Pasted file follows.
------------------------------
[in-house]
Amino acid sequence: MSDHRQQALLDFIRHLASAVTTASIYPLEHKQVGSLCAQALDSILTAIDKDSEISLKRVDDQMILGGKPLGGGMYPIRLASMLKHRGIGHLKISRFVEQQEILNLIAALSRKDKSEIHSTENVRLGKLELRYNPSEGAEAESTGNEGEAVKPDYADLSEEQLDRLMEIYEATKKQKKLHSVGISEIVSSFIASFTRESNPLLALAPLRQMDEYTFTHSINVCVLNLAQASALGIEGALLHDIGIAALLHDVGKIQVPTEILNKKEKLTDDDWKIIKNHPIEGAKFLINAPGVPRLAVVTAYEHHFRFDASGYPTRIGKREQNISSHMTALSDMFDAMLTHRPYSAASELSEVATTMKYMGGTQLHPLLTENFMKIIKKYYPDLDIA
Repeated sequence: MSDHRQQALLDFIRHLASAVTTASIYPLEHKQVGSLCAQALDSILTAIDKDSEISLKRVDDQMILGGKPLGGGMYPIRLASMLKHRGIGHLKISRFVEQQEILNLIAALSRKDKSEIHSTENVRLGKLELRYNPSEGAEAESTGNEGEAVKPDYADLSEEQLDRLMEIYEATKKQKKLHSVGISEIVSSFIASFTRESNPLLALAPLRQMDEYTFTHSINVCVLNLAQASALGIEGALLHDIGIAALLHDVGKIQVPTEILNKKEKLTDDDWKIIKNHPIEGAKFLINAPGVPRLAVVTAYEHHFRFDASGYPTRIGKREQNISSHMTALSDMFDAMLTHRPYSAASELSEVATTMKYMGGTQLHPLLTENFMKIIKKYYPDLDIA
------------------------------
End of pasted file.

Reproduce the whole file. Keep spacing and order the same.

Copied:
[in-house]
Amino acid sequence: MSDHRQQALLDFIRHLASAVTTASIYPLEHKQVGSLCAQALDSILTAIDKDSEISLKRVDDQMILGGKPLGGGMYPIRLASMLKHRGIGHLKISRFVEQQEILNLIAALSRKDKSEIHSTENVRLGKLELRYNPSEGAEAESTGNEGEAVKPDYADLSEEQLDRLMEIYEATKKQKKLHSVGISEIVSSFIASFTRESNPLLALAPLRQMDEYTFTHSINVCVLNLAQASALGIEGALLHDIGIAALLHDVGKIQVPTEILNKKEKLTDDDWKIIKNHPIEGAKFLINAPGVPRLAVVTAYEHHFRFDASGYPTRIGKREQNISSHMTALSDMFDAMLTHRPYSAASELSEVATTMKYMGGTQLHPLLTENFMKIIKKYYPDLDIA
Repeated sequence: MSDHRQQALLDFIRHLASAVTTASIYPLEHKQVGSLCAQALDSILTAIDKDSEISLKRVDDQMILGGKPLGGGMYPIRLASMLKHRGIGHLKISRFVEQQEILNLIAALSRKDKSEIHSTENVRLGKLELRYNPSEGAEAESTGNEGEAVKPDYADLSEEQLDRLMEIYEATKKQKKLHSVGISEIVSSFIASFTRESNPLLALAPLRQMDEYTFTHSINVCVLNLAQASALGIEGALLHDIGIAALLHDVGKIQVPTEILNKKEKLTDDDWKIIKNHPIEGAKFLINAPGVPRLAVVTAYEHHFRFDASGYPTRIGKREQNISSHMTALSDMFDAMLTHRPYSAASELSEVATTMKYMGGTQLHPLLTENFMKIIKKYYPDLDIA